Effective January 19, 2017, the federal Department of Health and Human Services (DHHS) adopted a final rule titled “Flexibility, Efficiency, and Modernization in Child Support Enforcement Programs.” 81 Federal Register 93492 (Dec. 20, 2016). This rule mandates numerous changes to the policies and procedures of state child support enforcement programs, but one change of particular importance to state trial courts involves the use of contempt procedures to enforce child support obligations. According to the Comments to the new rules, the change in the federal regulations regarding the use of contempt is intended to ensure that the “constitutional principles articulated in Turner v. Rogers, 564 U.S. 431 (2011)[addressing the rights of obligors in child support contempt proceedings], are carried out in the child support program, that child support case outcomes are just and comport with due process, and that enforcement proceedings are cost-effective and in the best interest of the child.” 81 FR at 93532.
Federal Direction to State Enforcement Programs
The new federal rule amends 45 CFR 303.6 to require all state enforcement programs to develop guidelines for the use of civil contempt as an enforcement mechanism in child support cases. The Comment to the new rule focuses on the US Supreme Court decision in Turner v. Rogers as justification for clarifying the need to better protect the due process rights of obligors in contempt proceedings. The Comment states:
“As the U.S. Supreme Court stated in Turner, a noncustodial parent’s ability to pay constitutes the critical question in a civil contempt case. … Contempt is an important tool for collection of child support when used in appropriate cases where evidence exists that the noncustodial parent has the income and assets to pay the ordered monthly support obligations, but willfully fails to do so, and the purge amounts or conditions are within the noncustodial parent’s ability to pay or meet. The Turner opinion provides the child support program with a guide for conducting fundamentally fair and constitutionally acceptable proceedings.”
Effective January 19, 2017, 45 C.F.R. 303.6(c)(4) requires that all state child support offices establish guidelines for the use of civil contempt in IV-D cases. The guidelines must:
“include requirements that the IV–D agency:
(i) Screen the case for information regarding the noncustodial parent’s ability to pay or otherwise comply with the order;
(ii) Provide the court with such information regarding the noncustodial parent’s ability to pay, or otherwise comply with the order, which may assist the court in making a factual determination regarding the noncustodial parent’s ability to pay the purge amount or comply with the purge conditions; and
(iii) Provide clear notice to the noncustodial parent that his or her ability to pay constitutes the critical question in the civil contempt action.”
North Carolina Response to the New Regulation
The North Carolina Child Support Enforcement Agency has complied with the new federal mandate by adopting the following guidelines, published in the Child Support Services Manual found on the website of the NC Department of Health and Human Services, https://www2.ncdhhs.gov/info/olm/manuals/dss/cse/man/ :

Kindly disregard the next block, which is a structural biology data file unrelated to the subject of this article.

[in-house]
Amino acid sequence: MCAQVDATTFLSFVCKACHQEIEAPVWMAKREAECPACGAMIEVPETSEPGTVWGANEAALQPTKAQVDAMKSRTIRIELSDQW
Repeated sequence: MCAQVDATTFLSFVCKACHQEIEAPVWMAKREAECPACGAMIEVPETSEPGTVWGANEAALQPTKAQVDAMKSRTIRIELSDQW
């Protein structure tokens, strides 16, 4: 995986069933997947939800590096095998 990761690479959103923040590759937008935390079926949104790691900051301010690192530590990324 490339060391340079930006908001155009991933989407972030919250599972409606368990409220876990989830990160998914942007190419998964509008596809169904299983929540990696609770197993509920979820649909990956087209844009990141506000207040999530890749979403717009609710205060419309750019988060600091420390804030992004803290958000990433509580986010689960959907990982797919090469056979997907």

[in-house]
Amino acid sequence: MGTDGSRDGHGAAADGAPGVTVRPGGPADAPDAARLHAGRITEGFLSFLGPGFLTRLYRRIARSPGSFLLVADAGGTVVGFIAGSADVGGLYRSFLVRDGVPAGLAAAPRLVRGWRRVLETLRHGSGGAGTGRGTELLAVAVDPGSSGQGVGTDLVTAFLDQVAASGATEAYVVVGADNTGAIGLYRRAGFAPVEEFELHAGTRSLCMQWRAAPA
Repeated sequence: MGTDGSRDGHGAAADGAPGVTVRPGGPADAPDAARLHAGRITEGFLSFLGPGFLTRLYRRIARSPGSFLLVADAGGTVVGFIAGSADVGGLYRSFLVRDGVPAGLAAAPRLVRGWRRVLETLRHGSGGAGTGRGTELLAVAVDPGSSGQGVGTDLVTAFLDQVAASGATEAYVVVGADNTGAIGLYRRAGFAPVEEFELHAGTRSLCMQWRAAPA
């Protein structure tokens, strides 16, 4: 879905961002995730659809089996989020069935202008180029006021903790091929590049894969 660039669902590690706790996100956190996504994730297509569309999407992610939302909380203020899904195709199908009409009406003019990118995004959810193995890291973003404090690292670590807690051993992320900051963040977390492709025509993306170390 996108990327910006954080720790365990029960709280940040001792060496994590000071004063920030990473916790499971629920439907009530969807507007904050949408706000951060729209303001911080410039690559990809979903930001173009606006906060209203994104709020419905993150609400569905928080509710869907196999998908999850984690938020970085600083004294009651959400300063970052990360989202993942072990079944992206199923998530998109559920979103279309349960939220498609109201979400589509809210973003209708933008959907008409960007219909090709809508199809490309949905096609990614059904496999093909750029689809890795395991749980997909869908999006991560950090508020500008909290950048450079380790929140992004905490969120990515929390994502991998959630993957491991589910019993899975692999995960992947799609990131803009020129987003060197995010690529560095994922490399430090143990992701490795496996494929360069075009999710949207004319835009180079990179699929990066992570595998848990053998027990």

GUIDELINES FOR USE OF CIVIL CONTEMPT IN IV-D CASES
“The federal Office of Child Support Enforcement (OCSE) has stated: “Civil contempt that leads to incarceration is not, nor should it be, standard or routine child support practice.” Prior to considering the use of contempt proceedings in a delinquent case, CSS caseworkers should consider the use of administrative enforcement remedies. If a repayment plan can be negotiated successfully, this approach can be considered as a cost savings to the CSS agency.
If caseworkers determine other enforcement remedies to be inadequate, then prior to initiating a contempt proceeding in court, they must screen the case for information regarding the NCP’s [NCP is the noncustodial parent] ability to pay (or otherwise comply with the order, if appropriate). This review of the case is important because the NCP’s ability to pay will be a critical issue at the contempt hearing, since the court must find that the NCP has the ability to comply with the underlying order before holding the NCP in civil contempt. Caseworkers must share the results of this review with the IV-D attorney, so that the IV-D attorney can present this information to the court, either if the court requests it or as is otherwise appropriate.
Alternatively, if the results of the review indicate that the amount of the current court-ordered obligation may no longer be consistent with the NCP’s ability to pay, caseworkers should consider whether modification of the order might be appropriate.
Prior to a civil contempt hearing, the NCP must also be given notice that his/her ability to pay will be a critical question at the hearing. This notice is included in the Order To Appear And Show Cause (DSS-4663). However, if a county does not use the DSS-4663, then the county must ensure that this notice is provided to the NCP. “
Show Cause Orders
As I said in my earlier blog post “No Contempt by Default,” North Carolina law allows a show cause order to be issued to initiate a contempt proceeding only upon the establishment of probable cause that the obligor is in contempt of court. The information the state guidelines now require child support enforcement to obtain should provide the court with the information necessary to determine whether the party seeking the show cause order has the evidence necessary to support a contempt order. See also On The Civil Side blog post “Contempt: Establishing Ability to Pay.”